A chemical company executive named Richard Holingshead opened the first-ever drive-in theater in America 80 years ago this year in Camden, NJ, during the Great Depression.
Within 10 years, hundreds of drive-ins opened across the country, particularly after the most vexing problem — that of an adequate sound system — was solved by RCA in 1941. RCA had the brilliant idea of setting up individual speakers mounted on posts to provide adequate and timely sound for each car. As long as patrons remembered to unhook the speaker from their car before driving off, there were few problems and drive-ins flourished.
The new form of entertainment, however, was not without other problems. Religious groups complained that drive-ins were immoral because the privacy of being in a locked car or van in the dark provided ample opportunity for sexual encounters; thus, drive-ins came to be known as “passion pits.” Another issue centered around the underage drinking of liquor, as it was easy to conceal alcoholic beverages in the trunks of vehicles. It was also possible for people — especially teenagers — to smuggle in their friends in the trunk!
Weather was another problem, particularly in Connecticut and other New England states where evening thunderstorms often arose. Daylight-saving time was also an issue, as movies sometimes couldn’t begin until 9:30 at the peak of summer. Despite these drawbacks, drive-in theaters experienced explosive growth during the postwar period.
To lure patrons to the theaters before dark, theater managers introduced a number of gimmicks such as playgrounds for kids and live music concerts before the show. The largest drive-in theater in Connecticut, the Meadows Drive-In in Hartford, for example, actually had motorized rides for kids in their playground. The Meadows claimed to be the largest drive-in in the world! The facility, opened in 1955, covered 32 acres, could hold over 2,500 cars and had 6 concession stands. The space is now known as the Comcast Theater (formerly the Meadows Music Theater) and claims to be the country’s largest open-air music venue with a capacity of over 30,000 people. The Meadows Drive-In was also the first outdoor theater to show professional boxing matches live. It closed in 1975.
Not far from the Meadows was the Hartford Drive-In on the Berlin Turnpike and the East Windsor Drive-In on Route 5. The East Hartford Drive-In was also located on Route 5. Southington and Middletown also had long-lasting drive-in theaters. In fact Southington is one of the 3 drive-ins left in Connecticut. The Southington theater re-opened in 2010 with help from the town. It is located at 935 Waterbury-Meriden Road in the Plantsville section of town.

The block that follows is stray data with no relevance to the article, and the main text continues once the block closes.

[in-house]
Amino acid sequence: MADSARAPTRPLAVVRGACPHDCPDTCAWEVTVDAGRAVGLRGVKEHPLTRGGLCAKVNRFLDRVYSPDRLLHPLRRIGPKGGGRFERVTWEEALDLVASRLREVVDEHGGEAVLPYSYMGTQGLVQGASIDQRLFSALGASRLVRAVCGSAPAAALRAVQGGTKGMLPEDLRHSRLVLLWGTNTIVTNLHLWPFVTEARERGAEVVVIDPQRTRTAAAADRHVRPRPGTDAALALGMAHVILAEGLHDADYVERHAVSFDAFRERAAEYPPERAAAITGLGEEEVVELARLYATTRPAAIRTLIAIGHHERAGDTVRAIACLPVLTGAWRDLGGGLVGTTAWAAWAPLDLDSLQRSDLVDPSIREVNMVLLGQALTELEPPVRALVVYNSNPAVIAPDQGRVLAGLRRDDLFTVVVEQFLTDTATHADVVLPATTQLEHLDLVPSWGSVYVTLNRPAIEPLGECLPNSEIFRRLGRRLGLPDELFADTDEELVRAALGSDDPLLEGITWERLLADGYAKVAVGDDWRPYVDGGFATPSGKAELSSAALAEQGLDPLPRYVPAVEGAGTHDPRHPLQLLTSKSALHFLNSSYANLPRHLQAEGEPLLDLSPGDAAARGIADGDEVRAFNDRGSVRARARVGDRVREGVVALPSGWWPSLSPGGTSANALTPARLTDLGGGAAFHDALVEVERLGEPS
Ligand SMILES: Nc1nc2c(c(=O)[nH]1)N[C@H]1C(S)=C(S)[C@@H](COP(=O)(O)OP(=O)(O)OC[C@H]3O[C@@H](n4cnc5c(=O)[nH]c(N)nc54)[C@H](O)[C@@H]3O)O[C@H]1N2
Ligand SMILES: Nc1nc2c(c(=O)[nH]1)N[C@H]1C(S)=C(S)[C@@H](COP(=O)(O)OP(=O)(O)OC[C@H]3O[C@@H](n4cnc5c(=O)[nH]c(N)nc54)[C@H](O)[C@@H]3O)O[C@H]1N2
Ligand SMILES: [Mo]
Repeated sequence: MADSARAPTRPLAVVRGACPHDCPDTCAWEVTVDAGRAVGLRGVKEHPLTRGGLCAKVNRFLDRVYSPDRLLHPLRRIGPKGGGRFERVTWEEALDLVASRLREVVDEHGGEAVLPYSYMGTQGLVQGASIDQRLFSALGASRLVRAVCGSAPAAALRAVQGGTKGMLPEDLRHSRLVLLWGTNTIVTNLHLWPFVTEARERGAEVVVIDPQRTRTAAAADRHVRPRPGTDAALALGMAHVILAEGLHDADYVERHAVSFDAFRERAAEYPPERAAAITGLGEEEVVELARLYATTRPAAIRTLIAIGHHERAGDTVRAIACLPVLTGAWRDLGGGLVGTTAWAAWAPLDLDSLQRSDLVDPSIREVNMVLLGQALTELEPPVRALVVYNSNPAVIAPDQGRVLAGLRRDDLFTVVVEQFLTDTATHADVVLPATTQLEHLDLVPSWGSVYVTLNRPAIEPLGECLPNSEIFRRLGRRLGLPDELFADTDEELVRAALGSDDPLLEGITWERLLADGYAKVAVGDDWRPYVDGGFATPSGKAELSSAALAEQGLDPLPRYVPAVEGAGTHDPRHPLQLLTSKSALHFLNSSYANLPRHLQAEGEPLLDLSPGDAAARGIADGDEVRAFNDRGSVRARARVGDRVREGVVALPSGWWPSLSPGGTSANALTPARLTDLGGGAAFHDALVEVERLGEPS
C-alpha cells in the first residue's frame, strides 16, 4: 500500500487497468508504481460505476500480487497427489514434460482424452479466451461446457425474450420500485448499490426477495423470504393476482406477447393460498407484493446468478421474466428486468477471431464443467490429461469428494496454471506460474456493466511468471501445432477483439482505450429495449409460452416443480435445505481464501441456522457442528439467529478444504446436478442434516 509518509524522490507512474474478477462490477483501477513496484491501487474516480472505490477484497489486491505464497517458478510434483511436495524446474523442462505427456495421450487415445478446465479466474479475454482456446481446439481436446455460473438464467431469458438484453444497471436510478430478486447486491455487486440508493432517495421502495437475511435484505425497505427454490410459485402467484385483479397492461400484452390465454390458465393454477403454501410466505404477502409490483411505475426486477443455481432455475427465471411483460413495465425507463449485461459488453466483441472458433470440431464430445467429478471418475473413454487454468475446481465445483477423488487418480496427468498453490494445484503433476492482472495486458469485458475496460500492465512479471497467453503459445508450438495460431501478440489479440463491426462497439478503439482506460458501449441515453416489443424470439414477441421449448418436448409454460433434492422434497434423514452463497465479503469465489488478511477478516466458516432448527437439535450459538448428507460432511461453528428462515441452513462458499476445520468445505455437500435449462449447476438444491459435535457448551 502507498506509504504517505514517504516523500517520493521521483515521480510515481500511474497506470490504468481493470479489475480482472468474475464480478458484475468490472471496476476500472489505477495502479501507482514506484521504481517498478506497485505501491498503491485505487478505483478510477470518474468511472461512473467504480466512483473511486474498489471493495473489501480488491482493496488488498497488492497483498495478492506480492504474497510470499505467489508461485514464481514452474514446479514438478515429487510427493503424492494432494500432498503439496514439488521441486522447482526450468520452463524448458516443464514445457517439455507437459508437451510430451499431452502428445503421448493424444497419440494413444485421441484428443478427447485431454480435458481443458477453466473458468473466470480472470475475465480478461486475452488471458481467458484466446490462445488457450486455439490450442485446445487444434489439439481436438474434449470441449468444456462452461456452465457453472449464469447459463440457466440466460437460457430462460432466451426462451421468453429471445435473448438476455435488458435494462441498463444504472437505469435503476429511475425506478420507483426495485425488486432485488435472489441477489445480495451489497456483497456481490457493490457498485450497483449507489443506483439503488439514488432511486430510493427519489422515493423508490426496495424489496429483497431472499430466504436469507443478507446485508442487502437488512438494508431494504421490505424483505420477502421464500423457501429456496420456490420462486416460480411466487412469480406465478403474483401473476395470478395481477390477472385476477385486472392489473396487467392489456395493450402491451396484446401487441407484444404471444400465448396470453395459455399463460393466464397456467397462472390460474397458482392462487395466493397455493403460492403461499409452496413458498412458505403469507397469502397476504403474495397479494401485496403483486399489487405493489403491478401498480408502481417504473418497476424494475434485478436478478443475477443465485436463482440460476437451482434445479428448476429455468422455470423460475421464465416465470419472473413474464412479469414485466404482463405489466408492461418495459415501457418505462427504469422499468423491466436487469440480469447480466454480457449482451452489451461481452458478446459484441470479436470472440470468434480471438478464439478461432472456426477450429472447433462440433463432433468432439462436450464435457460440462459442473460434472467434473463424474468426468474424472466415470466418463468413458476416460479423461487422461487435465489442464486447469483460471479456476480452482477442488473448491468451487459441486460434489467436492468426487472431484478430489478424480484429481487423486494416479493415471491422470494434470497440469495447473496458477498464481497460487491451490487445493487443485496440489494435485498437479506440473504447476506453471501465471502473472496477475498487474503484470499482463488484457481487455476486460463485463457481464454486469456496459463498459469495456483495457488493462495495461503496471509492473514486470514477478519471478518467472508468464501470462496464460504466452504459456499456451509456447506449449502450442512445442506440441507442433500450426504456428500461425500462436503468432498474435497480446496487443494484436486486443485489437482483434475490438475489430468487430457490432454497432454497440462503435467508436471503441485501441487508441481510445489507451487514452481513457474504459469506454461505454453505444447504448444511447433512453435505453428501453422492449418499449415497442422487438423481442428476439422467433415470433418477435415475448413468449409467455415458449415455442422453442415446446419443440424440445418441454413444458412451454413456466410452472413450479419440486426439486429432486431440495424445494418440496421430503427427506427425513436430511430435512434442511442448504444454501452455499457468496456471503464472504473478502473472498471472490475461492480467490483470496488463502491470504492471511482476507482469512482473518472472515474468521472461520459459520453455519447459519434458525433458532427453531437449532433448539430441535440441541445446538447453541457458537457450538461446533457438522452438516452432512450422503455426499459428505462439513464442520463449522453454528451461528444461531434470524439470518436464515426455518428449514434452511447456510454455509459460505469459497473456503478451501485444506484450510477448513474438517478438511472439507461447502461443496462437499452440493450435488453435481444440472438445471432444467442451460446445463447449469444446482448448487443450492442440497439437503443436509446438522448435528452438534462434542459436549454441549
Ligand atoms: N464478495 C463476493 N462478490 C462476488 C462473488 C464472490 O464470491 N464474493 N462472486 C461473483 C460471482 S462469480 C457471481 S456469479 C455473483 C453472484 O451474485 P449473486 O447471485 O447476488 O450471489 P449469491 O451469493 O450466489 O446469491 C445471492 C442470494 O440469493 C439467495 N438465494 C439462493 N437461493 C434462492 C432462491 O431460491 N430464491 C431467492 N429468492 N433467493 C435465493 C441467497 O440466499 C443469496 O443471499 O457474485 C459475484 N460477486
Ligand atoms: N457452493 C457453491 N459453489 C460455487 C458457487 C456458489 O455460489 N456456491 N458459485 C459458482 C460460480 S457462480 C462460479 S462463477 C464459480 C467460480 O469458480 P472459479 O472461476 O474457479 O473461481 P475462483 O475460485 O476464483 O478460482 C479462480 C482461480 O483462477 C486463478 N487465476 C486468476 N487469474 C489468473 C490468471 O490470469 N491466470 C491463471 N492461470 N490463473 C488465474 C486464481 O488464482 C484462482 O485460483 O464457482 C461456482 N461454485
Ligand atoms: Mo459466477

Another survivor is the Mansfield Drive-In, located in Mansfield, CT at the intersection of Routes 31 and 32. The Mansfield theater doubles as a giant flea market on weekend days, a strategy that has helped it and other drive-ins to survive. The largest current drive-in in the world, the Fort Lauderdale Swap Shop, also doubles as the single-largest outdoor flea market in the world.
The third Connecticut drive-in still operating is located in Barkhamsted and is called the Pleasant Valley Drive-In. Pleasant Valley has been in the news lately, as a movie industry technological changeover to a digital projector system has endangered its existence. Beginning early next year, the movie industry will no longer make movies available in a 35 mm film format. The problem is the cost of the new projection system, estimated by some reports to be in the $80,000 range—a steep price for a seasonal mom-and-pop business. The theater has about 6 months to raise the money and is hopeful to do so with community fundraisers. Incidentally, the old speaker-on-a-pole system at Pleasant Valley has been replaced with the more technologically savvy FM radio speaker. Simply tune your car radio to 87.9 FM and listen to the show.
In 1965, drive-ins accounted for over 25% of the movie screens in the United States. Now they constitute just over 1%. A number of factors over the years have conspired to put the drive-in theater business into decline. Among the most significant factors is the price of real estate. Often, strategically located drive-ins became more valuable as real estate for other purposes. The Hartford Drive-In on the Berlin Turnpike, for example, is a great location for the condominiums that now are located there.
Advances in home entertainment options for movies such as the VCR and DVD plus huge projection screen TVs have also contributed to the demise of the drive-in; nevertheless, there are many people alive today with happy memories of attending many a drive-in movie during their teenage years in the 1950s and 1960s. Are you one of those people? If so, please share a memory in the “Comments” below.